a first light source combined with the machine so as to emit a first beam of light along at least a portion of the vertical axis of the mounting surface;
a first measuring device combined with the machine to measure distance along the horizontal axis of the mounting surface;
wherein the first beam of light is emitted onto the first measuring device and the mounting surface to allow for the extrapolation of the measurements from the first measuring device onto the mounting surface a second light source combined with the machine adapted to emit a second beam along at least a portion of the horizontal axis of the mounting surface;
a second measuring device combined with the mounting surface to measure distance along the vertical axis of the mounting surface;
wherein the second beam of light is emitted onto the second measuring device and the mounting surface to allow for the extrapolation of the measurements from the second measuring device onto the mounting surface;
a mounting member combined with the machine along its horizontal axis;
wherein the first light source is slidably combined with the mounting member;
wherein the mounting surface comprises a cylinder combined with the machine along a first horizontal axis and a shaft combined with the machine along a second horizontal axis.
6. The device of claim 5 wherein the mounting member is pivotally combined with the machine so that pivoting the mounting member projects the first light source's beam from a first position wherein the first light source's beam is directed onto the cylinder, to a second position wherein the first light source's beam is directed onto the shaft.
7. The device of claim 5 wherein the first light source is combined to the mounting member by a pivot bracket adapted to allow the light source to pivot relative to the mounting member so that pivoting the pivot bracket projects the first light source's beam from a first position wherein the first light source's beam is directed onto the cylinder, to a second position wherein the first light source's beam is directed onto the shaft.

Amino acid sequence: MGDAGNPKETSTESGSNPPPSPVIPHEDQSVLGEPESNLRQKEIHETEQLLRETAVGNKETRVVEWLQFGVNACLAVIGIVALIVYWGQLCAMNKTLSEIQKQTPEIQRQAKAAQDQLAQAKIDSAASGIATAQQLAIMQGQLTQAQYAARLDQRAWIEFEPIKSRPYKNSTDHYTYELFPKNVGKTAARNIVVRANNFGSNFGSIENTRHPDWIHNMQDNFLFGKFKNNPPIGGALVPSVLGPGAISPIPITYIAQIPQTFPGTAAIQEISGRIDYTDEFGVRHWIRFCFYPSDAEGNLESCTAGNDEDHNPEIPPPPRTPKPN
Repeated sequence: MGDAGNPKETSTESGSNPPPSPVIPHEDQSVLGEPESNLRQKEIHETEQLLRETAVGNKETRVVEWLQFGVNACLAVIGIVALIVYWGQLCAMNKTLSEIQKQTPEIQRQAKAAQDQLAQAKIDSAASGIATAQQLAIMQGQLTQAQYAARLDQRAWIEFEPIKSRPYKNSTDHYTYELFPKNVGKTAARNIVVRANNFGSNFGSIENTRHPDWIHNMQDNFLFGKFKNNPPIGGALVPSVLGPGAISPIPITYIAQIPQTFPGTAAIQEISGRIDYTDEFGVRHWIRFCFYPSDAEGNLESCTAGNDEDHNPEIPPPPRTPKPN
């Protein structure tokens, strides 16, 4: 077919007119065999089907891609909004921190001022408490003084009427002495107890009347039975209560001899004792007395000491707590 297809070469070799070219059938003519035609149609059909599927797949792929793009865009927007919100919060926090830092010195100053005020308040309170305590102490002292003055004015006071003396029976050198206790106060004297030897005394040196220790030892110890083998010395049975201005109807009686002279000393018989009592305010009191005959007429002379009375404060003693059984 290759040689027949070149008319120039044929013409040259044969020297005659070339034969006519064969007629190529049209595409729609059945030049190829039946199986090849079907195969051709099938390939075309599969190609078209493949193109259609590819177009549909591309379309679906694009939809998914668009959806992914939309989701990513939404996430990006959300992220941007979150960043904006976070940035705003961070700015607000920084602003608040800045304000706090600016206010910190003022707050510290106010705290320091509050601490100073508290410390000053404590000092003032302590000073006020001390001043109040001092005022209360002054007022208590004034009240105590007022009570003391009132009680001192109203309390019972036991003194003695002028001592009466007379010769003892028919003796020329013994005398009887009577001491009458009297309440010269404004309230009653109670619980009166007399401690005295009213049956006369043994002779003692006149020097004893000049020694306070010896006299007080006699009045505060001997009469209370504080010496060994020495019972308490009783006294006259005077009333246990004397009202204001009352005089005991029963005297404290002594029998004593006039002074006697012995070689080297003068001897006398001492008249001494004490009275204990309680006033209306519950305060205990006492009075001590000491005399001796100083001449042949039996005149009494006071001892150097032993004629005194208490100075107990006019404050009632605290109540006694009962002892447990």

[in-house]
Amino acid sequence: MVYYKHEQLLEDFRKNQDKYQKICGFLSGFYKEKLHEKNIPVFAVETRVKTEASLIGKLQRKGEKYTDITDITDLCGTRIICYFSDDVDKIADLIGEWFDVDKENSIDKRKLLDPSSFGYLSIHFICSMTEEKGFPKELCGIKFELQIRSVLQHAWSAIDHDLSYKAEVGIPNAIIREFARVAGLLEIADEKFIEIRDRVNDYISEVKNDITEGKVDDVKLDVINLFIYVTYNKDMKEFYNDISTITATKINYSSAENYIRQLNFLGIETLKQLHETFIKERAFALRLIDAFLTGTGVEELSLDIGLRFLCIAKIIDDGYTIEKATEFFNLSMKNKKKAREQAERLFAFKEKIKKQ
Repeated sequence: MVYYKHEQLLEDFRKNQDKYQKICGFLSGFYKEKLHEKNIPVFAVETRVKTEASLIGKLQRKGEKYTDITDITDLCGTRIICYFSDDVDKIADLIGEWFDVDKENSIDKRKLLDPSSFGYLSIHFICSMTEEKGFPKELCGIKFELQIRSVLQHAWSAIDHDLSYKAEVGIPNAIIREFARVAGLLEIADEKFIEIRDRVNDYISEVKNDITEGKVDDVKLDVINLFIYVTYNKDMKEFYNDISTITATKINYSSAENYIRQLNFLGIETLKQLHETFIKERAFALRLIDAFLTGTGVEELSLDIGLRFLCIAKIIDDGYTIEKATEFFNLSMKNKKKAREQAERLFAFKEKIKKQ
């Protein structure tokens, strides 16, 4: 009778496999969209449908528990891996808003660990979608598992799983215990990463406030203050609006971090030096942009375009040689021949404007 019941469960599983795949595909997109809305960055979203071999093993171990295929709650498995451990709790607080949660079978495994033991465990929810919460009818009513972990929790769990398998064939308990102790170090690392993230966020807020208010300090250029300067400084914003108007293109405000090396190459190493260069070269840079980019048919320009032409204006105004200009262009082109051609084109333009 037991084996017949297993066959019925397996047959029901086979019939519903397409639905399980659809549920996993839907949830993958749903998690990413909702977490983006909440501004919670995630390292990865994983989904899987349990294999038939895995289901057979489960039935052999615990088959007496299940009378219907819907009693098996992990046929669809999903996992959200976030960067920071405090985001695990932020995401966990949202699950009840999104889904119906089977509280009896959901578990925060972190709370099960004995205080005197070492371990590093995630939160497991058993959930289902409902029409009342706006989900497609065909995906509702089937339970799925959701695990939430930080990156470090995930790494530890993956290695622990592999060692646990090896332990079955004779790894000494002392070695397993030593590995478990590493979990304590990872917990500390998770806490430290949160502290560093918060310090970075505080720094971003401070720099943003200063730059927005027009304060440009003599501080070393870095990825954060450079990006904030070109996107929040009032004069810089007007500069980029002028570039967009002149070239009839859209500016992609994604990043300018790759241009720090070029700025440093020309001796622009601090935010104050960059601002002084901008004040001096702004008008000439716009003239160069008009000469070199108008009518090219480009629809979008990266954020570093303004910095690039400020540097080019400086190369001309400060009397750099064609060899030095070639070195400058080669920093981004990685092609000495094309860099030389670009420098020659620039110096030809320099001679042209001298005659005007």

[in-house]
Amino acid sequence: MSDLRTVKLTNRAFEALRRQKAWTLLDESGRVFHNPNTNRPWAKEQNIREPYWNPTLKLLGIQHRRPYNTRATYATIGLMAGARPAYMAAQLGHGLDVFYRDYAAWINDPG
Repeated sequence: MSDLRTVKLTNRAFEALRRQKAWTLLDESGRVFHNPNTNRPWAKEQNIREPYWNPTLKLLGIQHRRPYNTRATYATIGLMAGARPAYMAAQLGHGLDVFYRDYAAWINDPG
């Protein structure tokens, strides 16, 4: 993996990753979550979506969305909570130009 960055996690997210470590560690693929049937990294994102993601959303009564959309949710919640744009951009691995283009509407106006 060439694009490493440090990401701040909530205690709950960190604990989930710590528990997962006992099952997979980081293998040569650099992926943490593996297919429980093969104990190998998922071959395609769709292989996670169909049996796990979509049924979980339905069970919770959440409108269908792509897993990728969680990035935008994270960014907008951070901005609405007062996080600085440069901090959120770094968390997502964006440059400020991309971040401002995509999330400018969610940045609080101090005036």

8. A method for aiding in the placement of tooling onto a machine having a mounting surface adapted for tooling to be combined therewith, the mounting surface having a horizontal axis and a vertical axis, the alignment method comprising:
projecting a first beam of light vertically across a first measuring device and onto the mounting surface;
aligning the first beam so as to project across the first measuring device at a desired first position;
projecting a second beam of light horizontally across a second measuring device and onto the mounting surface;
aligning the second beam so as to project across the second measuring device at a desired second position; and
securing tooling onto the mounting surface using the desired first and second positions illuminated by the first and second beams of light.
9. The method of claim 8 wherein the first and second beams of light intersect on the mounting surface.
Description
BACKGROUND OF THE INVENTION

The present invention relates to the field of manufacturing machines and presses having rotating cylinders and shafts, and more particularly to a laser device which aids in the alignment and placement of tooling onto the machine's cylinder or shafts.

Equipment such as rotary die presses, flexo presses, slitters, letterpresses, print die mount stations, and specialty folder gluers are utilized to cut, score, glue, and fold flat sheets of corrugated sheets into semi-finished or completely finished products. These pieces of equipment typically have a rotating cylinder and/or rotating shafts onto which are mounted various tools which have sharp edges for cutting and scoring the corrugated material as it passes through the machine. (Note that although some machines have both cylinders and shafts, cylinders and shafts will sometimes be collectively referred to herein as only “the cylinder”.) Some of the tools used in these operations may include: cutting dies, printing dies, score, slit-score and slot heads (collectively referred herein to as “tools” or “tooling”).